The Cut*Off | The Rorschach E.P.

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Rock: Hard Rock Rock: Modern Rock Moods: Featuring Guitar
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The Rorschach E.P.

by The Cut*Off

Young and fresh old school rock and roll if the school you went to liked the Pixies and loud guitars.
Genre: Rock: Hard Rock
Release Date: 

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  Song Share Time Download
clip
1. adults we know
3:18 $0.99
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2. the basement theory
3:10 $0.99
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3. magdalene
3:03 $0.99
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4. hold me down
2:42 $0.99
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5. porcelain
4:43 $0.99
Downloads are available as MP3-320 files.

ABOUT THIS ALBUM


Album Notes
FW Weekly:
As with baking or weight-lifting or “writing,” there’s a right and a wrong way to create ’60s-ish jamboree-style rock ’n’ roll. The “wrong” hit record store shelves a couple of months ago and, as usual, was fawned over by everyone (a.k.a. Rolling Stone and Pitchfork) except HearSay. Black Rebel Motorcycle Club’s Howl is so fake-y, so gratuitous, so trying-hard-to-be-cool that after one listen, I wanted to sprint to L.A. — where BRMC is based (like, no duh) — and slap each one of the musicians in his pretty, pouty, Gap-model face. The right way to do ’60s-ish jamboree-style rock is à la the cut*off’s new Rorschach e.p., produced by Salim Nourallah at his Dallas-based Pleasantry Lane Studios. All five songs are exemplary, especially “Adults We Know,” a diggable and groovy stumble through a wispy, angsty haze, and “Hold Me Down,” a diesel-fueled workout replete with twangy instrumentation, hootin’ and hollerin’ in the background, hand claps during a breakdown, and a little bullet mic action. (Sample lyric: “It’s five o’clock on Friday, and my pocket’s pretty full / Bottle full of bourbon, everything is turnin’ cool.” Two words: Kick. Ass.)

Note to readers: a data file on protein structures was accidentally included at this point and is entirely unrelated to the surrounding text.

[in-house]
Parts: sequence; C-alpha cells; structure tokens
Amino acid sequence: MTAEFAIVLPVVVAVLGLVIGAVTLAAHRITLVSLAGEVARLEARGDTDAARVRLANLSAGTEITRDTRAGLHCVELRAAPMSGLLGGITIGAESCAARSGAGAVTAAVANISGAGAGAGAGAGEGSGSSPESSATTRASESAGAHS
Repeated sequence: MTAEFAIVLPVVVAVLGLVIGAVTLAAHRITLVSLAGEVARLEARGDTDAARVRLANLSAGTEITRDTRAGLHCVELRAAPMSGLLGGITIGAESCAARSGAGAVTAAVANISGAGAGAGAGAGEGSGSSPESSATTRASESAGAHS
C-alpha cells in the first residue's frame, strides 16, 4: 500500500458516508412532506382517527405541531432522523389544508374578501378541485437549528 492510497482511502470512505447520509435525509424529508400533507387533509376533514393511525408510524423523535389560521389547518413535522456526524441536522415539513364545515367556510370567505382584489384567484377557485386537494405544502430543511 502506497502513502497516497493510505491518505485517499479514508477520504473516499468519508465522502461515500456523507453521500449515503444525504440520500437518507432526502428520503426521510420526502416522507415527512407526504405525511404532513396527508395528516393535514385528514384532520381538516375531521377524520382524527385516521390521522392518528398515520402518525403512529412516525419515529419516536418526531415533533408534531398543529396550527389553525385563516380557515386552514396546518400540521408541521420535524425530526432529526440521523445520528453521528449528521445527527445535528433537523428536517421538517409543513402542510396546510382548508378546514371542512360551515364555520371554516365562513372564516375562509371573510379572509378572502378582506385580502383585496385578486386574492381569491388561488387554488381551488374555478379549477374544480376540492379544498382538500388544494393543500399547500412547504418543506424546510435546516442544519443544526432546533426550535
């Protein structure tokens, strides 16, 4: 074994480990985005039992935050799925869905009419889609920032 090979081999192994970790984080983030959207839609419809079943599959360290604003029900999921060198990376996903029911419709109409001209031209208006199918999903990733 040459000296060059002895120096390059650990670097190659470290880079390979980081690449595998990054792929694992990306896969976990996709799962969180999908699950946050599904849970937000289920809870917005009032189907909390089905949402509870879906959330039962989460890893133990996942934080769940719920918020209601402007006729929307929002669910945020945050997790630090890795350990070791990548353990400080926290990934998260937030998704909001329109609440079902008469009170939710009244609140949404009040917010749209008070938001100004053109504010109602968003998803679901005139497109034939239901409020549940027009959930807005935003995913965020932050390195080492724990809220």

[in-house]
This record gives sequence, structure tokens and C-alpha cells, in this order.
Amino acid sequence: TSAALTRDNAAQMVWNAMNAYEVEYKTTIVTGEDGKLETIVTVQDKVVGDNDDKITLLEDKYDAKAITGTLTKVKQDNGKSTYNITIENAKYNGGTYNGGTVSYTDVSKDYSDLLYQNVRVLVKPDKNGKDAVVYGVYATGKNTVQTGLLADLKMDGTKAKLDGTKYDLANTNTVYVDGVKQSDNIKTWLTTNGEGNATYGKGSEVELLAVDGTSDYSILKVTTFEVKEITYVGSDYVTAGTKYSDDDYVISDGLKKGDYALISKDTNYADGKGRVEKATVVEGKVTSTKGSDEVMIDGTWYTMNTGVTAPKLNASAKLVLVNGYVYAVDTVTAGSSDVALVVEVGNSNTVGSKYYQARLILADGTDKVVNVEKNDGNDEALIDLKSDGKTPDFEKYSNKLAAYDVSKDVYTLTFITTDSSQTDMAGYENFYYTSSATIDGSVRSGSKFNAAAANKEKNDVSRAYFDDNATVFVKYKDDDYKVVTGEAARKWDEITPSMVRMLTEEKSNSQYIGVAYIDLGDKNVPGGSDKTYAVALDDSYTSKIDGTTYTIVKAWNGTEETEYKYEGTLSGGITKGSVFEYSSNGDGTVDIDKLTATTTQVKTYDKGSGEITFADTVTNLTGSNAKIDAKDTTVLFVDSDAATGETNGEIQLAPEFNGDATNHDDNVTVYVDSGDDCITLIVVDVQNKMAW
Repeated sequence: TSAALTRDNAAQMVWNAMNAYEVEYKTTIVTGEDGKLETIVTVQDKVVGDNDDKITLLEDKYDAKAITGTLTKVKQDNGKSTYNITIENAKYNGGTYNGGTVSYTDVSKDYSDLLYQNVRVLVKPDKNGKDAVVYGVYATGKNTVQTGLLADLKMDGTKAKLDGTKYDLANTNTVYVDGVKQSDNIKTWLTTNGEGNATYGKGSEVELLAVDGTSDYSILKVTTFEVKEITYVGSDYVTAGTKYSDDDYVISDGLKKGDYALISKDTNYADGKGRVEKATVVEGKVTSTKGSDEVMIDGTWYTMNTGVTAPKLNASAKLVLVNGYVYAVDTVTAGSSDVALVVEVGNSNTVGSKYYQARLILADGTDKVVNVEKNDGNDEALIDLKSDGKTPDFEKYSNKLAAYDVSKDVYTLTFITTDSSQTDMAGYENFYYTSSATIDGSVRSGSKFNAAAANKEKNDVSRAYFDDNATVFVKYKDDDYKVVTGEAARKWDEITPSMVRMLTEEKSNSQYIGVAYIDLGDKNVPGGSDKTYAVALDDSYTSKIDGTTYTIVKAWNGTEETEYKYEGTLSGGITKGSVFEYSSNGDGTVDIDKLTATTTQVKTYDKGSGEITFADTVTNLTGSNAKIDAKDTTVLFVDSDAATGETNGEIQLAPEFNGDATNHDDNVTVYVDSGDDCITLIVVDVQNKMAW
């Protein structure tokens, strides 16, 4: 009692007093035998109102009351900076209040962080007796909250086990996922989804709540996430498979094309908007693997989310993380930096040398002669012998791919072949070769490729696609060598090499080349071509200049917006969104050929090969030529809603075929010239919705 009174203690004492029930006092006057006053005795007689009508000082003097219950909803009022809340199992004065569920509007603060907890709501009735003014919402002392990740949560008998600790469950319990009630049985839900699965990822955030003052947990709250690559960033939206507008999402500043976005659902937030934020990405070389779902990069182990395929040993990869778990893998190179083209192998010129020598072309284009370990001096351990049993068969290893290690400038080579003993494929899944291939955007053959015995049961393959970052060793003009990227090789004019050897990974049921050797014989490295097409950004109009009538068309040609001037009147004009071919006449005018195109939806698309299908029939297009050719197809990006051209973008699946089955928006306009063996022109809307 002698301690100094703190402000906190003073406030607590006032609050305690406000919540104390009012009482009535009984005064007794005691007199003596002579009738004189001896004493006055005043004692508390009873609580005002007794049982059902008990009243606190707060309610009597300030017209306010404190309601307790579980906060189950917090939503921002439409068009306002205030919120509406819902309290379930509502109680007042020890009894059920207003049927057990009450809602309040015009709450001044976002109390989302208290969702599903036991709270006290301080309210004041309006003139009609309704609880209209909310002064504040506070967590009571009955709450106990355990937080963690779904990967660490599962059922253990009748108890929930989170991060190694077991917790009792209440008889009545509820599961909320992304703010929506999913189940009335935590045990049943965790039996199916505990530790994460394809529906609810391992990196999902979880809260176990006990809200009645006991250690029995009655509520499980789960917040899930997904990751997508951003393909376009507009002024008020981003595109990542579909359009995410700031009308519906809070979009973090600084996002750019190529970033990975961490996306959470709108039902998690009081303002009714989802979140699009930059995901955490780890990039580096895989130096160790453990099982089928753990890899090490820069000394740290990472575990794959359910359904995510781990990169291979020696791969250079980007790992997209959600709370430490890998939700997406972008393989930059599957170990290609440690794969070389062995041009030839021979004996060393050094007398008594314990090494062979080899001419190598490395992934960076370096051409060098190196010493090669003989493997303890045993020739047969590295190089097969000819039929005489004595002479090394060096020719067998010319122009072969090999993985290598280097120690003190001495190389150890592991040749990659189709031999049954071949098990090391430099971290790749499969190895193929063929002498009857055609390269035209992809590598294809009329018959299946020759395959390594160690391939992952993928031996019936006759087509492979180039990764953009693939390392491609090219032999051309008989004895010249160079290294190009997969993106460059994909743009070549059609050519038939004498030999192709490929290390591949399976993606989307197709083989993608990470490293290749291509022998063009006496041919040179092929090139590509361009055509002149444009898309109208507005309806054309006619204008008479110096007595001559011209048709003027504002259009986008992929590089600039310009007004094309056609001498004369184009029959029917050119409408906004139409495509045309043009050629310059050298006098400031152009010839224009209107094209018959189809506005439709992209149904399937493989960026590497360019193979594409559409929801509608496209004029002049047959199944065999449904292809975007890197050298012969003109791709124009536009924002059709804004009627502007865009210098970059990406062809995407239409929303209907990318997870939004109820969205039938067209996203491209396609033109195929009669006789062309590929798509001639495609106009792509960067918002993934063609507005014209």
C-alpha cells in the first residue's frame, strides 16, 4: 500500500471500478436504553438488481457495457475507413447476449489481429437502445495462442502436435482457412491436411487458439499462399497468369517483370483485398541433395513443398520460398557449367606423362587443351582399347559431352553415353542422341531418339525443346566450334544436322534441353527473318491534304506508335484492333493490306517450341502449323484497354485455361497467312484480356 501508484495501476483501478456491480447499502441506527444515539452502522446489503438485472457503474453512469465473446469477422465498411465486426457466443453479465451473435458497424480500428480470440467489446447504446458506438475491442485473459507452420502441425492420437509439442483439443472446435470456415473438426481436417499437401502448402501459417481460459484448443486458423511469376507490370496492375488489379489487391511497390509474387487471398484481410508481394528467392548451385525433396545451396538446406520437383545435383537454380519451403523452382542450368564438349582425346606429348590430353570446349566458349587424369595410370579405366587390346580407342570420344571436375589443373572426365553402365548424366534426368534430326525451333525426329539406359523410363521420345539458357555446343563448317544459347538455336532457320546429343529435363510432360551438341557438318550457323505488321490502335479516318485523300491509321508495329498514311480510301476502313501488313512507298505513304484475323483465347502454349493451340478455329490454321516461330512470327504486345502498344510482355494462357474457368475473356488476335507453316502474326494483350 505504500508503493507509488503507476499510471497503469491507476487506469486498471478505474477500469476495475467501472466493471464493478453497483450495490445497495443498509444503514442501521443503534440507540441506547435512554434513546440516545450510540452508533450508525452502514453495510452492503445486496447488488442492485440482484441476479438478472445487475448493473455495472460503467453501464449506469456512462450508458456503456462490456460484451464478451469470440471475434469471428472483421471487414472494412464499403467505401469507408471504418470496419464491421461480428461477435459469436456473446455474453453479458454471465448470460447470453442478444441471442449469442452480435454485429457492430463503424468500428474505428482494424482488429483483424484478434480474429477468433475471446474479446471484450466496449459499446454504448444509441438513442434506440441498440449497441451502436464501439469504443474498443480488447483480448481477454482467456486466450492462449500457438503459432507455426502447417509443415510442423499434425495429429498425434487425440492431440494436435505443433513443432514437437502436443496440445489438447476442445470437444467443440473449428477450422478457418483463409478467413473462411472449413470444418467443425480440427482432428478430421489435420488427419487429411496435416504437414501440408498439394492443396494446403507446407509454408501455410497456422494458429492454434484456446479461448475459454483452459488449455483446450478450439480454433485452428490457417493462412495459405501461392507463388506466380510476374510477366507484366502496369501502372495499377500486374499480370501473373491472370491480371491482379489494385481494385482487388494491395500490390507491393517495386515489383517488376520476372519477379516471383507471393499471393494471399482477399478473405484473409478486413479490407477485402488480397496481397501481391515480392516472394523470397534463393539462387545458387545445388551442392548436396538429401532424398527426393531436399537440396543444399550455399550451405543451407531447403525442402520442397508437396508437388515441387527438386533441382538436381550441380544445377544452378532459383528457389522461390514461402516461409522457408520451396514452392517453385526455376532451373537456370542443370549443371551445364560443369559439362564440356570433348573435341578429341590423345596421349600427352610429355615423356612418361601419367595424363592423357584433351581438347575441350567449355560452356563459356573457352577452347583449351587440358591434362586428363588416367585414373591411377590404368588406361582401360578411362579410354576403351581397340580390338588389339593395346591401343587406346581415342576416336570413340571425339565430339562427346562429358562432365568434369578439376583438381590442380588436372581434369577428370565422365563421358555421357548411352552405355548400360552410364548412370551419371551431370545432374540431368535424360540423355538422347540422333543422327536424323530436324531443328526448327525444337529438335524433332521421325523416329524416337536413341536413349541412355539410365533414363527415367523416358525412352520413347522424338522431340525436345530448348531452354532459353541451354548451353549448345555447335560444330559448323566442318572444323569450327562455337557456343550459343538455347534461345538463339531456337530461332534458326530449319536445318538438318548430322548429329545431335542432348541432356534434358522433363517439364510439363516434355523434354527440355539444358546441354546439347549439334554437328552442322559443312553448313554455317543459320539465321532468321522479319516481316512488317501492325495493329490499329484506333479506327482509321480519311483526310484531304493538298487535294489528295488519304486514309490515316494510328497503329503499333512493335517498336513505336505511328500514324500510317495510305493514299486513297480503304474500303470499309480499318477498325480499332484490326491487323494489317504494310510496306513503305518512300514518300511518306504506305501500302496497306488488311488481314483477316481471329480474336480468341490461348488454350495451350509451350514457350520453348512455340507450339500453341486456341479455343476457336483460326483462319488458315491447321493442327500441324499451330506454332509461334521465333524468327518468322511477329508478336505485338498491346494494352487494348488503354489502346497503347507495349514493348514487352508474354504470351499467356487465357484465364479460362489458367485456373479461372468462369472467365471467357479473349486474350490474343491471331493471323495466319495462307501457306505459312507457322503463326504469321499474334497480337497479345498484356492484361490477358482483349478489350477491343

Dallas Observer:
"If I could make enough with this band to buy a house, some beer and a dog, I'd be happy," says Jake Webster, drummer of the Cut*Off, Cowtown's fascinatingly languid conglomeration of '60s garage/psychedelia and '90s grunge leftovers.

The quartet, together since 2002, got their name from the fact that, in school, each member always did just enough work to make the cut-off point for a passing grade. It's exactly this offhanded attitude toward their music that defines the band. They self-released their debut, Polarity, in 2003, but the members are quick to distance themselves from the effort.

"Those were the first 13 songs we ever wrote," says singer/guitarist Kyle Barnhill. "I have a hard time even playing those songs now."

And while such revisionist history is usually so much "promote the new stuff" ballyhoo, the group's new EP, Rorschach, is such an emotional leap forward that it's easy to ask what caused such a stirring progression. The answer is anticlimactic.

"We just took our time," says lead guitarist Jayson Hamilton, whose prickly tones and well-versed hooks add much to the two- and three-chord workouts on the EP. Hamilton's fine work is quickly apparent on "Adults We Know," a measured and menacing elegy to juvenilia, equal part Sky Saxon and Frank Black.

Claiming the Pixies as their Holy Grail, the four 20-somethings in the Cut*Off are all students or working stiffs, guys who see Black Francis as the embodiment of the nerd who became cool, the unattractive lout who got the last laugh in song.

"Like Black Francis," says bassist Chad Sones, "we're half-assed professionals."

The sound the band conjures up on Rorschach, however, is more indebted to Pacific Northwest grunge icons Mudhoney than to the punky pop of the Pixies. Barnhill's casually sinister vocals on cuts such as "Magdalene" and "The Basement Theory" work well against a rhythm section that barely hangs together, over which Hamilton adds his inventive lead work.

The EP, produced by local mainstay Salim Nourallah, is a compelling tribute to amateurism, the kind of sloth that made the Replacements and early Soul Asylum so relevant and likable. Hitting the road March 2, the band hopes to spread some of that charm heading north on Interstate 35 to Milwaukee and Chicago.

"My dad has a friend who owns a rental car company, and I think we got someone to pay for the gas," says Webster, expressing more of that offhanded, seat-of-the-pants slacker mentality that suits the band so very well. By balancing a commitment to their craft with a blasé attitude about the results, the Cut*Off appears poised for a break that they, thankfully, could either embrace or continue contently without.

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